‘The Enchanted Island’ is an opera of pastiche

Pac.mercyhurst.edu photo: ‘The Enchanted Island’ is a world premiere event conceived and performed by the Metropolitan Opera.Pac.mercyhurst.edu photo: ‘The Enchanted Island’ is a world premiere event conceived and performed by the Metropolitan Opera.“A Midsummer Night’s Dream” collides with “The Tempest,” and together they live in a world of baroque music.

That is the premise for the Metropolitan Opera’s world premiere event, “The Enchanted Island.”

This Saturday, Jan. 21, at 1 p.m., the Met is scheduled to simulcast “The Enchanted Island,” a work devised by Peter Gelb and written by Jeremy Sams.

This work is called a pastiche. Essentially, a new work is created out of smaller, already existing works.

The work showcases arias and ensembles by Handel, Vivaldi, Rameau and a new libretto by Jeremy Sams.

This particular production consists of a mix of characters and settings. Featured are the four lovers from Shakespeare’s “A Midsummer Night’s Dream,” on Prospero’s Island from “The Tempest.”

Also included is Neptune, a popular figure from Roman mythology.

The music in the opera is a combination of works primarily written by baroque composers G.F. Handel, Antonio Vivaldi and Jean-Philippe Rameau.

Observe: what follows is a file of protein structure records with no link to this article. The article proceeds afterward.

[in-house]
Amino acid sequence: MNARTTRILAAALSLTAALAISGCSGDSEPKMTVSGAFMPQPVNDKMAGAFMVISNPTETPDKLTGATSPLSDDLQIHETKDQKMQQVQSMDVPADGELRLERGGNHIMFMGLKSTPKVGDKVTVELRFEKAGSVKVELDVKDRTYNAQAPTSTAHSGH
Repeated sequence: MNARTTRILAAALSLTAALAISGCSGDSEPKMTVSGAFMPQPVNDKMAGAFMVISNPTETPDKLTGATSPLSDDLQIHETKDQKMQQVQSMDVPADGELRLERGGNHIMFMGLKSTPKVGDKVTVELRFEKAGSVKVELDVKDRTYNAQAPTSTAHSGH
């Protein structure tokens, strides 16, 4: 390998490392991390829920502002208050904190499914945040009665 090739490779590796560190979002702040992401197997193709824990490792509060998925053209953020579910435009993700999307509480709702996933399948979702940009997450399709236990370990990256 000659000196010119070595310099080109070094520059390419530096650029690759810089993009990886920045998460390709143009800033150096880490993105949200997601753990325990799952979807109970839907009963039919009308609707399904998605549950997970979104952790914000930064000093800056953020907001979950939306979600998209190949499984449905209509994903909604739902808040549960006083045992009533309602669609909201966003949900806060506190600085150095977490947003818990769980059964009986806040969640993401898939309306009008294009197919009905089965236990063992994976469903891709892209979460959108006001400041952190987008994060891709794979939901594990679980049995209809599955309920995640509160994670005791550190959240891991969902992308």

This work features distinguished conductor William Christie and a paramount cast, including Joyce DiDonato, Placido Domingo and David Daniels.

The production is directed and designed by Phelim McDermott and Julian Crouch.

The opera starts in another realm, where Prospero is exiled with his daughter Miranda.

The lovers from Shakespeare’s famous play are coincidentally shipwrecked on the same island.

When the sprite Ariel starts to play the role of “Puck,” mix-ups reminiscent of “Midsummer” start to occur.

Sycorax the evil sorceress and her son Caliban thicken the plot, along with Neptune, the sea god.

Since this is a new operatic creation, and many of these roles were created especially for the performers, experimenting is still taking place.

When talking to the New York Times, Joyce DiDonato explained, “This idea of making it up as we go along is typical of the pastiche process.”

The New York Times also refers to this musical as a “Franken-Opera,” formed from bits and pieces of other operas, though they do argue that they are extremely high quality bits and pieces.

“The Enchanted Island” will simulcast on Saturday, Jan. 21, at 1 p.m. in the PAC.

Tickets are $15 for students with a Mercyhurst ID.